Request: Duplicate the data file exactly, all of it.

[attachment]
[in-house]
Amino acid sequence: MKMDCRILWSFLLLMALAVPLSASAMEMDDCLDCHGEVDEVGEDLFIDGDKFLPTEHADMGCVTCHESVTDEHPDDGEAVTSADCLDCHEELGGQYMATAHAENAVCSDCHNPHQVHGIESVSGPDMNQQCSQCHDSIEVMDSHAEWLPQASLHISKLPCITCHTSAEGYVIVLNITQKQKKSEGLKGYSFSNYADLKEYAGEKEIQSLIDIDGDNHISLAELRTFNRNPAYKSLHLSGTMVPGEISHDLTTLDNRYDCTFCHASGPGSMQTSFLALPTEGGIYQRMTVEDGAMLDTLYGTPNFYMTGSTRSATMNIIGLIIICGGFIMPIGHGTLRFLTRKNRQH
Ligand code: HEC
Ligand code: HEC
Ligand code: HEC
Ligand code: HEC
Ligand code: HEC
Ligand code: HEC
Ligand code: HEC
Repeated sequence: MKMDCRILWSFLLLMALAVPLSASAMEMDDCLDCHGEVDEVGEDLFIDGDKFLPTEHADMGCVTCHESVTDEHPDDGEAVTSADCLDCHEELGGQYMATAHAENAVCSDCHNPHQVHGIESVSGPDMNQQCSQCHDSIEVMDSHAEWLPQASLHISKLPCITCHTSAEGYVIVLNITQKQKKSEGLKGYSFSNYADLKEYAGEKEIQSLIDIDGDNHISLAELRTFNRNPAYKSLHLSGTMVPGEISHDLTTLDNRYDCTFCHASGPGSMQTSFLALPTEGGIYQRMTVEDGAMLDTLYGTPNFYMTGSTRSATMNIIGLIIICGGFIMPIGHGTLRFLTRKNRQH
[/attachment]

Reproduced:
[in-house]
Amino acid sequence: MKMDCRILWSFLLLMALAVPLSASAMEMDDCLDCHGEVDEVGEDLFIDGDKFLPTEHADMGCVTCHESVTDEHPDDGEAVTSADCLDCHEELGGQYMATAHAENAVCSDCHNPHQVHGIESVSGPDMNQQCSQCHDSIEVMDSHAEWLPQASLHISKLPCITCHTSAEGYVIVLNITQKQKKSEGLKGYSFSNYADLKEYAGEKEIQSLIDIDGDNHISLAELRTFNRNPAYKSLHLSGTMVPGEISHDLTTLDNRYDCTFCHASGPGSMQTSFLALPTEGGIYQRMTVEDGAMLDTLYGTPNFYMTGSTRSATMNIIGLIIICGGFIMPIGHGTLRFLTRKNRQH
Ligand code: HEC
Ligand code: HEC
Ligand code: HEC
Ligand code: HEC
Ligand code: HEC
Ligand code: HEC
Ligand code: HEC
Repeated sequence: MKMDCRILWSFLLLMALAVPLSASAMEMDDCLDCHGEVDEVGEDLFIDGDKFLPTEHADMGCVTCHESVTDEHPDDGEAVTSADCLDCHEELGGQYMATAHAENAVCSDCHNPHQVHGIESVSGPDMNQQCSQCHDSIEVMDSHAEWLPQASLHISKLPCITCHTSAEGYVIVLNITQKQKKSEGLKGYSFSNYADLKEYAGEKEIQSLIDIDGDNHISLAELRTFNRNPAYKSLHLSGTMVPGEISHDLTTLDNRYDCTFCHASGPGSMQTSFLALPTEGGIYQRMTVEDGAMLDTLYGTPNFYMTGSTRSATMNIIGLIIICGGFIMPIGHGTLRFLTRKNRQH